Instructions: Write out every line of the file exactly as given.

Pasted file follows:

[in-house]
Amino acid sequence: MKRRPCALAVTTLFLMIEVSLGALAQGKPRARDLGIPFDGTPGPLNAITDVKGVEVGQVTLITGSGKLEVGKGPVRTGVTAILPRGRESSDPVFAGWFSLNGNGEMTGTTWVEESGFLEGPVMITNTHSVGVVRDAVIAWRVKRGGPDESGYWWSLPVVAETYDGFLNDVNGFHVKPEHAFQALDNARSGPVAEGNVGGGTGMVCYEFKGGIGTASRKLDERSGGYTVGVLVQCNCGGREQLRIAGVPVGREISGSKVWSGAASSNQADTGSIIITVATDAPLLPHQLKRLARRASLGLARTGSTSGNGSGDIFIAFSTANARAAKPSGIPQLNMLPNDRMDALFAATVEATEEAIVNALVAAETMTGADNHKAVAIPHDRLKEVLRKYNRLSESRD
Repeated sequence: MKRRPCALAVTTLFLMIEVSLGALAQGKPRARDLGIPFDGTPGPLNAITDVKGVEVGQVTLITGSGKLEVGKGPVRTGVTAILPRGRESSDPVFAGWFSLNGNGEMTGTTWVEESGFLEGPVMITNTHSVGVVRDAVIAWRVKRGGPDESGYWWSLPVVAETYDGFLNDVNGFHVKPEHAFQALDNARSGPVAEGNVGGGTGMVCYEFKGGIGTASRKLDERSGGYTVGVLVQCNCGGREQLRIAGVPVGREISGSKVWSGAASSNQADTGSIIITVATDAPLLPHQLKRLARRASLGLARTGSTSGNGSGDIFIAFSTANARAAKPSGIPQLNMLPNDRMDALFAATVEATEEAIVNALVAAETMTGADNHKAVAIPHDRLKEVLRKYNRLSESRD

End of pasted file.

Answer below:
[in-house]
Amino acid sequence: MKRRPCALAVTTLFLMIEVSLGALAQGKPRARDLGIPFDGTPGPLNAITDVKGVEVGQVTLITGSGKLEVGKGPVRTGVTAILPRGRESSDPVFAGWFSLNGNGEMTGTTWVEESGFLEGPVMITNTHSVGVVRDAVIAWRVKRGGPDESGYWWSLPVVAETYDGFLNDVNGFHVKPEHAFQALDNARSGPVAEGNVGGGTGMVCYEFKGGIGTASRKLDERSGGYTVGVLVQCNCGGREQLRIAGVPVGREISGSKVWSGAASSNQADTGSIIITVATDAPLLPHQLKRLARRASLGLARTGSTSGNGSGDIFIAFSTANARAAKPSGIPQLNMLPNDRMDALFAATVEATEEAIVNALVAAETMTGADNHKAVAIPHDRLKEVLRKYNRLSESRD
Repeated sequence: MKRRPCALAVTTLFLMIEVSLGALAQGKPRARDLGIPFDGTPGPLNAITDVKGVEVGQVTLITGSGKLEVGKGPVRTGVTAILPRGRESSDPVFAGWFSLNGNGEMTGTTWVEESGFLEGPVMITNTHSVGVVRDAVIAWRVKRGGPDESGYWWSLPVVAETYDGFLNDVNGFHVKPEHAFQALDNARSGPVAEGNVGGGTGMVCYEFKGGIGTASRKLDERSGGYTVGVLVQCNCGGREQLRIAGVPVGREISGSKVWSGAASSNQADTGSIIITVATDAPLLPHQLKRLARRASLGLARTGSTSGNGSGDIFIAFSTANARAAKPSGIPQLNMLPNDRMDALFAATVEATEEAIVNALVAAETMTGADNHKAVAIPHDRLKEVLRKYNRLSESRD